In the past, the garden has been severely damaged by typhoons and animals such as wild boar. When the moss has been roughed up, we do our best to restore it again as soon as possible. If you leave the moss roughed up, it will wither and die, but if it’s in contact with the ground, it will replenish its moisture and the different mosses will intertwine with each other and grow back to normal. The moment when we see that happening, we truly get a feel for the life force of moss.

We cannot and do not resist nature. There’s no point in getting frustrated over something that can’t be helped. We try to prepare ourselves by choosing low impact work appropriate for the season and weather.

ーIs there anything that you keep in mind to face nature, as it changes day by day?

We try to understand that nature is itself a living organism. We also avoid aiming for perfection.

There was a time when I was so concerned about what the visitors would think when they saw the garden, that I would get the brooms and start sweeping as soon as a few leaves fell on the ground. However, overdoing it will of course damage the moss. No matter how perfectly you sweep the garden, leaves will fall overnight, and everything will soon be just like it was before.

Besides, wouldn’t it seem a bit unnatural to have a garden without a single fallen leaf? We also avoid sweeping immediately so that the visitors can get a sense of each season. The garden at Saihoji is not only home to moss, but also a variety of blossoming flowers and trees, so we hope that visitors can enjoy nature here in each season.

The present is the middle ground between the past and the future

ーHow have you cultivated this work ethic?

For many years, we have placed great emphasis on maintaining the Saihoji garden with our own hands. The methods of broom work continue to change, and I believe that the process has nurtured our hearts.

When I first came to work at Saihoji, a chief priest pointed out to me that I was being too rough with the broom. This was of course completely unintentional on my part, but I think that my impatience to clean up the garden as quickly as possible—since it was such a big garden—came through in my physical movements.

Soon after I started working here, the senior member of the gardener team retired, so I was only able to work with him for one year. My sweeping style is therefore based partly on what I learned from him, but modified through trial and error in my own way. If I could meet him again, I would like to ask him what he thinks.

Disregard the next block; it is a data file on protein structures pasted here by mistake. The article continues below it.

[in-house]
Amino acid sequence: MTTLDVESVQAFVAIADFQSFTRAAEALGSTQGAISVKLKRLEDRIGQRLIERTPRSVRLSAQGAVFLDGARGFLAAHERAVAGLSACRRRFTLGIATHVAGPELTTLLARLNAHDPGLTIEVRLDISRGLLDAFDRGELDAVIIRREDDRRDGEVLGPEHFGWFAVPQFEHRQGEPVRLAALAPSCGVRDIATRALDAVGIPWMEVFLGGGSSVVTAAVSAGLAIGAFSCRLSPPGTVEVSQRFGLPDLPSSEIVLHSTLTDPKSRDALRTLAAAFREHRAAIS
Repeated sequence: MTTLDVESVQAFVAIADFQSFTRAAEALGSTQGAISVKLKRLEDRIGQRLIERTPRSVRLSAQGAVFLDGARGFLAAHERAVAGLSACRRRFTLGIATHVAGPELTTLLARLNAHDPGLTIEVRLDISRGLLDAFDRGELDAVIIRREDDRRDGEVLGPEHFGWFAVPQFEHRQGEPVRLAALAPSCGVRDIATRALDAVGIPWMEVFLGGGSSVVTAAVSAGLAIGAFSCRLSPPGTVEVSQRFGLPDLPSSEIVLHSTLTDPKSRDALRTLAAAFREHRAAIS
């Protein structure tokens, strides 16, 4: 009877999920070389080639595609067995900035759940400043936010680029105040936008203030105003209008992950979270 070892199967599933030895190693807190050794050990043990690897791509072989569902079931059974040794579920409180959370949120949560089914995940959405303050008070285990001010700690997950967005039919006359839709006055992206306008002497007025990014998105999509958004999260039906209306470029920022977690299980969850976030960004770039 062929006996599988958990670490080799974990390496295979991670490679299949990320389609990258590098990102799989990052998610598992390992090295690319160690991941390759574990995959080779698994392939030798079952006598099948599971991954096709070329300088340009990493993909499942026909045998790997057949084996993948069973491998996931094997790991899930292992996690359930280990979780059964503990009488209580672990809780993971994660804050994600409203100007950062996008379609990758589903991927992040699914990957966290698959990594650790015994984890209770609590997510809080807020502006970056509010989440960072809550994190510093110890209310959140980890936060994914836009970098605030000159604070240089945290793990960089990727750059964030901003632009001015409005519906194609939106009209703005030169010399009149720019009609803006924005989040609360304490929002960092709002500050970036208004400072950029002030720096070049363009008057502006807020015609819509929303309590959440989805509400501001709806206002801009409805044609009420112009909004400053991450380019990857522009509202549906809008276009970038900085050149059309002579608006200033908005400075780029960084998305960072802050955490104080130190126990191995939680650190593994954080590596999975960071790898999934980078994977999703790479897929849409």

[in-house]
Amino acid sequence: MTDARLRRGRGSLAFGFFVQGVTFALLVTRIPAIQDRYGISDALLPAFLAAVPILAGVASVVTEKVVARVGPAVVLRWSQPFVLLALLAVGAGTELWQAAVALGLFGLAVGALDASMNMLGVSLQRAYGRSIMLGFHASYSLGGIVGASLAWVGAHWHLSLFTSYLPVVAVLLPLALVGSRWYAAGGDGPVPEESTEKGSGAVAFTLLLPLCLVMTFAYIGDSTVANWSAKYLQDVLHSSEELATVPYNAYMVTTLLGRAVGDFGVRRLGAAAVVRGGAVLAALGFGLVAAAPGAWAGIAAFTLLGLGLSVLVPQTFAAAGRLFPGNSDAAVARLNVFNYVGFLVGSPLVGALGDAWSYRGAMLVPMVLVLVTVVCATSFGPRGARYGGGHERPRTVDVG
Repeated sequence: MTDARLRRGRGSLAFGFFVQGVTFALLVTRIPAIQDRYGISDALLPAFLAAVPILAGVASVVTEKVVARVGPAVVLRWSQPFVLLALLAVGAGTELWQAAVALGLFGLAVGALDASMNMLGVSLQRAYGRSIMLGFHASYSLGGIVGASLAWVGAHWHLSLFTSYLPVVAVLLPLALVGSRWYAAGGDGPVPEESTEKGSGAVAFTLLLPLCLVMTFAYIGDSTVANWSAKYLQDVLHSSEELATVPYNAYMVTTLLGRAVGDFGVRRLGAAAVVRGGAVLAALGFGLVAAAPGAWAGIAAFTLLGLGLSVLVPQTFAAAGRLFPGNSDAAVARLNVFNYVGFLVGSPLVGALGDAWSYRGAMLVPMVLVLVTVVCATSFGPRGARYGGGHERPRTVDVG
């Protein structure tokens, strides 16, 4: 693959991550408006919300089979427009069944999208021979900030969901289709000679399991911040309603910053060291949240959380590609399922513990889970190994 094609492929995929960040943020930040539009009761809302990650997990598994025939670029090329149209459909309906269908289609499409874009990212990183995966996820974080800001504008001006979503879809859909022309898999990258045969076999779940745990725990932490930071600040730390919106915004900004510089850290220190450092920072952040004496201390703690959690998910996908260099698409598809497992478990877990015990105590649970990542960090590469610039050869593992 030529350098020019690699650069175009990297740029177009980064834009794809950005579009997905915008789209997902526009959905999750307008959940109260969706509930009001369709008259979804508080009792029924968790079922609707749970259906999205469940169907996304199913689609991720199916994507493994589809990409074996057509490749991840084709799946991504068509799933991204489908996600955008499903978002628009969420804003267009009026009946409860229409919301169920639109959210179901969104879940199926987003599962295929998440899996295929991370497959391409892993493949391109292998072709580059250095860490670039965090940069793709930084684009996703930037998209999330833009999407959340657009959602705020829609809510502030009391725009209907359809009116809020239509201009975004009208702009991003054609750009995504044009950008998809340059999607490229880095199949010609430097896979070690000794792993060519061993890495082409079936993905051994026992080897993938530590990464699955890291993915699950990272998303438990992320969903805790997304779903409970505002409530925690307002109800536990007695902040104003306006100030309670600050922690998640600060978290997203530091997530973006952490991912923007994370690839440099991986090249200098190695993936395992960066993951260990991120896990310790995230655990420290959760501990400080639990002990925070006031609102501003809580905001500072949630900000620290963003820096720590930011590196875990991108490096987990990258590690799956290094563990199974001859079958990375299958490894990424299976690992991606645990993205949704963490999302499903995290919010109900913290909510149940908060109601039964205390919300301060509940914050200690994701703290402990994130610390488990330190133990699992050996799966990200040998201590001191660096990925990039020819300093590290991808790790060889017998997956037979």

ーYou mentioned doing a lot of trial and error, but could you tell us what lessons you have learned through your work?

At Saihoji, all of the temple’s staff members gather together to practice zazen about once a month. This led me to think about the connections between Zen and my work.

We learned the fundamentals of Zen during these sessions: choshin (regulating one’s body), Chosoku (regulating one’s breathing), and Choshin (regulating one’s mind). I have noticed that when I feel good while doing my broom work, it is because my posture and breathing are well-ordered and my field of vision is wide open. Conversely, when my mind is disturbed, there is an immediate negative impact on both my attitude to work and the results. When I sweep my broom over the moss, I feel that it is important to be aware not only of the fallen leaves on the surface, but also of my inner self.

ーWhat is the garden of Saihoji to you?

For me, the garden is a place of awareness.

I learned the term hogejaku during the zazen sessions. It refers to the idea of ridding oneself of assumptions and attachments. Looking back now, I sometimes want to scold my past self for focusing so much on efficiency. I want to say to myself, "You are working with nature and living organisms. What’s the rush?" The reason I am able to feel this way is because I could let go of my past thoughts. I have been working with nature for many years now, and I think it is because of my work at Saihoji that I have come to this realization.

ーAs a final question, what do you think is important for passing the garden of Saihoji on to future generations?

I believe that it is to do the best that is required in each period. What we do here from day to day is maintenance. We stand at the midway point between the past and the future so that we can pass the garden on to the next generation.

And even if you arrive at a moment where you can say, "This is perfect," that perfection is only temporary. After you notice something new, the time will come when you need to abandon your current ways of doing and thinking. That moment may come in five or ten years from now. Or it could come tomorrow. I hope to enjoy the changes that occur from day to day and devote myself to the work of the gardener team so that we can pay homage to the innumerable ancestors who have preserved this garden through the ages until they came to us. And then, I hope to pass them on to the future.

Edited by: MIYAUCHI Toshiki, TAWARAYA Ryusuke
Written by: OGURO Keitaro
Photographed by: SHINSHI Misa